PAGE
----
scary!! But I
also don’t want to wait for someone else to press play on my life, because that
person is not coming. I don’t want to wait for the trumpet blast or starting gun or treasure map or even Ed McMahon, because they’re not coming.
This doesn’t mean that I move any quicker, but despite my fears,
doubts, self-derision, scarcity mind, I continue to ask for help and put myself
in the path of … shit.
That’s how all these things have happened. I ran
into a friend and jokingly said if you need a second bassist, and in fact, he
was just trying to put back together this side project, but thought I wasn’t
doing music anymore. Well, now! Yes, please! And so, here we are, about to play
a show.
I like the responsibility and accountability it gives me to
myself and to my dreams, not to mention to others. Having to show up with other
people means that I can’t flake out. I have to wake up and practice, or I’ll be
disappointed and disappointing. I have to make audition dates, or I’ll languish
in “someday” and “wouldn’t it be nice.” I have to take voice lessons, show up
at piano bars, take suggestions, or I will continue to say, “Not good enough,
not really, not me.”
If wishes were horses… Apparently, I’d ride. 

acting · clarity · community · dreams · friends · joy · life · theater · truth · trying

My Brain Reads Like a Cafe Gratitude Menu…

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I am pure, undiluted joy.
Honestly, you could culture my blood for Potions class.
There was an impromptu dance party.
I left an incoherent bubbling message on my mom’s voicemail,
and called my brother, too. Who told me I’m awesome. And who I told back that
he is, too.
For those who don’t follow my Facebook feed, I found out this morning that I got the
role
of Morticia in “Addams Family: The
Musical.”
The one I don’t even know how I found the audition call for.
The one I auditioned for this weekend to my own mediocre reviews. The one I was
called back for, to my own mediocre reviews.
I’m sensing a trend here: What I think, and what reality
tells me, may be two very different things.
And, here, for the better.
The astounding thing to me is this is the second lead role
I’ve been offered in as many months. From, “you know your height gets in your
way” to “please join us” … Wow.
There’s a quote that called me to sit for a moment in
silence on my bed, breathing heavy from the fist pumping, Elaine-thumbs-out
dance party:
Don’t forget to pause a minute and thank G-d for
everything
.
Thank you. Thank you, Universe, for conspiring for me. Thank
you, Molly, for showing up even though you’re scared and doubtful. Thank you,
FRIENDS, for receiving those phone calls and texts that ask you to send me love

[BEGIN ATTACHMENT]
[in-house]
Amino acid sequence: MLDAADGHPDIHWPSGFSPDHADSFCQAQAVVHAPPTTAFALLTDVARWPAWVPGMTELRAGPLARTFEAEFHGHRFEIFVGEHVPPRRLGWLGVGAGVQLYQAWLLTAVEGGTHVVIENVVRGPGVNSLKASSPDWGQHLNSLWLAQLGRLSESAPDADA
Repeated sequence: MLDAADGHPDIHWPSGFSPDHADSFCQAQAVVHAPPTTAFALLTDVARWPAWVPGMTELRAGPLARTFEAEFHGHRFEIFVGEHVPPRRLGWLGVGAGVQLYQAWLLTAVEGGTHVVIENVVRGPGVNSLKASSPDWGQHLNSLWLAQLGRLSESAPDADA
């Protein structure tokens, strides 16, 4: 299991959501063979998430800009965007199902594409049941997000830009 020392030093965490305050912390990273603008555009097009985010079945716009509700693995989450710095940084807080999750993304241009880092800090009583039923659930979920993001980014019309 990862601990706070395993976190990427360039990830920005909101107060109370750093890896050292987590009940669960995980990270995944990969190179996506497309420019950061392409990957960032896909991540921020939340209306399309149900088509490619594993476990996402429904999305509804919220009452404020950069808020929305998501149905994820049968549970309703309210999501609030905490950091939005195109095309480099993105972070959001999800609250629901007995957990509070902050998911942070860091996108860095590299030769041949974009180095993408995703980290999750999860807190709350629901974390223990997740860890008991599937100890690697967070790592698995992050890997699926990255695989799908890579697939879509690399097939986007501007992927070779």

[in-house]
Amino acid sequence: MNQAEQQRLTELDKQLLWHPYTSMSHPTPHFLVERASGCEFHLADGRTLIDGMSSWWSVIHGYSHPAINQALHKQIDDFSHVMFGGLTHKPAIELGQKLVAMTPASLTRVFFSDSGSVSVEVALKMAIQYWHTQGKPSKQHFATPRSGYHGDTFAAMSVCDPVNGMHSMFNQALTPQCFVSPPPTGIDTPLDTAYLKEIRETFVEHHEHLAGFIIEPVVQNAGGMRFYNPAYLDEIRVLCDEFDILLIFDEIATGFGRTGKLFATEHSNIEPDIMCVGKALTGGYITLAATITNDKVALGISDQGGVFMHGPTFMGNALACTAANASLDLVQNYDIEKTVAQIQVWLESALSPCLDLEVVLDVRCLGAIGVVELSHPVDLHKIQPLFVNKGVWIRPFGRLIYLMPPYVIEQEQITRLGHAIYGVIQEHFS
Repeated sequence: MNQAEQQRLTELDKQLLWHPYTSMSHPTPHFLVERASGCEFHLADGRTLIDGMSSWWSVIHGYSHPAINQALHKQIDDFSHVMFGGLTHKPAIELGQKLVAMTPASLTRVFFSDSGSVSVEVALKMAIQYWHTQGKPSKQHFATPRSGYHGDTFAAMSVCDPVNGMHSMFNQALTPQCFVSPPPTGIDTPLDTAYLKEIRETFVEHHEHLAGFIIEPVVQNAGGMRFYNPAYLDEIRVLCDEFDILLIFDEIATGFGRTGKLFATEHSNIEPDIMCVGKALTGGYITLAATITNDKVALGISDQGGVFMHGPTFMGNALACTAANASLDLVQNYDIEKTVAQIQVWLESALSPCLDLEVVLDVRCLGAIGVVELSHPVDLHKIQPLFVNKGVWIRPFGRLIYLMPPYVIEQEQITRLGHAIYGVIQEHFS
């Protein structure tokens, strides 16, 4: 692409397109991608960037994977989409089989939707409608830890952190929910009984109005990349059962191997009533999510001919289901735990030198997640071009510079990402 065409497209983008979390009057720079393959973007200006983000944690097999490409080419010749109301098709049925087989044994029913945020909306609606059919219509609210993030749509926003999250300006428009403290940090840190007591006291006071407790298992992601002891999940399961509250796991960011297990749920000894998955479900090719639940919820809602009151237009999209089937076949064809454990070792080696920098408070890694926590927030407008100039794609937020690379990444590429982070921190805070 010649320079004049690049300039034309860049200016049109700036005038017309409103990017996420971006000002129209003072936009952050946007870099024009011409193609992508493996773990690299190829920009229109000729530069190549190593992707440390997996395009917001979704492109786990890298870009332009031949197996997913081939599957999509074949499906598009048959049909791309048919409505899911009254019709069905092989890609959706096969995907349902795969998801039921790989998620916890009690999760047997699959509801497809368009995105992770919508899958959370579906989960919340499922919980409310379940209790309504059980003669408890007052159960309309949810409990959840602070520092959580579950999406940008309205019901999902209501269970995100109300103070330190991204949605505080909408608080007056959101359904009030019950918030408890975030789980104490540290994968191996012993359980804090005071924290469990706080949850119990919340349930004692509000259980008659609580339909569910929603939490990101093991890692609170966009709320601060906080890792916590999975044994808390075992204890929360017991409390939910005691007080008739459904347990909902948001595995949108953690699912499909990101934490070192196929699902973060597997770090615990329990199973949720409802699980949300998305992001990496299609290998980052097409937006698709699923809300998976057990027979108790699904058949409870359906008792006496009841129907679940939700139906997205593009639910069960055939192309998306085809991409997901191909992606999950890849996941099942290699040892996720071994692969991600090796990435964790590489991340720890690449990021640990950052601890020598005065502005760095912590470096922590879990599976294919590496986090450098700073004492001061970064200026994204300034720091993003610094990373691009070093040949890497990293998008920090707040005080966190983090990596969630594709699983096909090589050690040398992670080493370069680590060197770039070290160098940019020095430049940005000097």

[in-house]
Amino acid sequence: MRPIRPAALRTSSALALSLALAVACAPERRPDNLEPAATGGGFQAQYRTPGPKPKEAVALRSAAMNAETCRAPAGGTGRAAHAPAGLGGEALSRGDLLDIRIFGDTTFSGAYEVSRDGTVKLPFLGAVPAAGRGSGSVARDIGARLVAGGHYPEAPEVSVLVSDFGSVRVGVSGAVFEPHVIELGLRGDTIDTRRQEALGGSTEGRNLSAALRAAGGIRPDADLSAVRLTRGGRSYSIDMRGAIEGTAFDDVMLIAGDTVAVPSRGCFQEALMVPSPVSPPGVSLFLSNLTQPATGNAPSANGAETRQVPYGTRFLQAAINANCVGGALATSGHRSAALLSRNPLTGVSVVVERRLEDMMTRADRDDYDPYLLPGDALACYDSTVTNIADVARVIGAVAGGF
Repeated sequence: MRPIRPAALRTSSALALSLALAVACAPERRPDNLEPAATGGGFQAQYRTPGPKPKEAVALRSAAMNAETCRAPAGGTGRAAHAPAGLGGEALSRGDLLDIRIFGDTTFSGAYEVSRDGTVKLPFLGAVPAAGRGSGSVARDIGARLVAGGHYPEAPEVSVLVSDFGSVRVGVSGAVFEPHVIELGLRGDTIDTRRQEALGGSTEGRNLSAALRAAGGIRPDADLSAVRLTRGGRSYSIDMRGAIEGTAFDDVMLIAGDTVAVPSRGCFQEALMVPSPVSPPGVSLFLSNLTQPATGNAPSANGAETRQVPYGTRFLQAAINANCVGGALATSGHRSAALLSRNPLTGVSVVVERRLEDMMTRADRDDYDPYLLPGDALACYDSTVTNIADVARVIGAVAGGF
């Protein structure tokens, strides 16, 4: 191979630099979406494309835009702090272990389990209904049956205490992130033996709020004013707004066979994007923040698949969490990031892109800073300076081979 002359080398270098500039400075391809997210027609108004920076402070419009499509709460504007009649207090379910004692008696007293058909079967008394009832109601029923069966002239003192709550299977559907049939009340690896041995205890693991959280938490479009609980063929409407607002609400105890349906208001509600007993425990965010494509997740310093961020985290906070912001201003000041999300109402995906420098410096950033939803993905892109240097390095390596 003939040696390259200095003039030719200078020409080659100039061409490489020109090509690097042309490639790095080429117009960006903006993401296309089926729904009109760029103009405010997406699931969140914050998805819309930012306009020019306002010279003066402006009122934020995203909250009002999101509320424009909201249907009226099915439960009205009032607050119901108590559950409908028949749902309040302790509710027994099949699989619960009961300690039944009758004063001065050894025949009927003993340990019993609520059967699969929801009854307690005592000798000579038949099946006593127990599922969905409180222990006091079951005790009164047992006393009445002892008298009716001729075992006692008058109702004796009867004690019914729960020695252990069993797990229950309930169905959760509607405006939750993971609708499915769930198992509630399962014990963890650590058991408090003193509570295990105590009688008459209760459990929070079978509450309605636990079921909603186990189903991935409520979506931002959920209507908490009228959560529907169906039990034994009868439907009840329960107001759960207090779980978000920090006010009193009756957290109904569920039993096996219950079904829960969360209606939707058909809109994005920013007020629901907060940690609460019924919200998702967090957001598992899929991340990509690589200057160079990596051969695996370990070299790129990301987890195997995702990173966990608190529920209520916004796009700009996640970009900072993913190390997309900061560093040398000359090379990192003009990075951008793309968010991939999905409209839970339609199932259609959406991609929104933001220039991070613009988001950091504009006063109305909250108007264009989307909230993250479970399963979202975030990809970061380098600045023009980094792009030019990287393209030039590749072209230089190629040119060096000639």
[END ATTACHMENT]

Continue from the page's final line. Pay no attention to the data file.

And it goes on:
and support. Thank you, friends, for sending love and “likes” and hope.
I need you way more than you know.
And you always show up, which is marvelous – like, something
to marvel at. Really.
The play will run mid-September to mid-October. This means
that I will spend my October 7th birthday in performance.
I spent my 30th birthday with fondue and friends. I spent my
31st in a hospital bed, saying, “Next year: Brunch, huh?”
I celebrated 32, indeed, at brunch with a dear friend and her two
kids whose laughter is part of my salvation.
And, god willing, I will spend 33 in pursuit of a dream I
have let languish in a faded costume closet. The clothing of another woman in
another life.
Life moves and shakes, it do.
And part of my work is to accept that these costumes, these roles, these friends, this love, this life … are for me, too.
Let’s throw open the doors, pull out these moth-eaten
dreams, and hold them up to reality. They may be more solid than I’ve wanted to
know.
Thank. You. 

acting · action · avoidance · community · fear · perseverance · self-compassion · self-derision · theater

How to Eat an Elephant.

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Thank you, to whoever read my blog Perseverance yesterday, which encouraged me to read it, which I’m
sure I haven’t done since I wrote it in November 2012. Particularly appropriate
today is the following:
With each creative endeavor, as you
know by now, I pull back at some point. Painting, acting, writing, singing. I
will spend a few months active in pursuance of these interests, and then wane.
I will talk myself back from it, in any number of ways, and move back into my
mediocrity.
Yesterday, I showed up for two theater auditions. At the
first, I sang a bit of a song (“Whatever Lola Wants,” from Damn Yankees) and a bit of a monologue (Sherry Johnson, from The
Laramie Project
).
It was the first time I’ve auditioned for a musical since
high school; I only just heard the whole song on Monday; and I’d never
practiced it with an accompanist before. Let’s just say, I could have done
better!
(However, I’m “lucky” enough to have already had several
auditions where I really bombed, where I
said, “I’m so sorry can I start again…” three times! So I know what
really bombing is! And I survived.)
At the second audition yesterday, for… The Addams Family,
A Musical
(HAHAH!!!), I was to prepare only
a song, and I sang the same one, this time a little better. But.
There’s a moment in the song, where it hits a high note.
It’s one that this whole week I’ve been nervous about hitting, not because I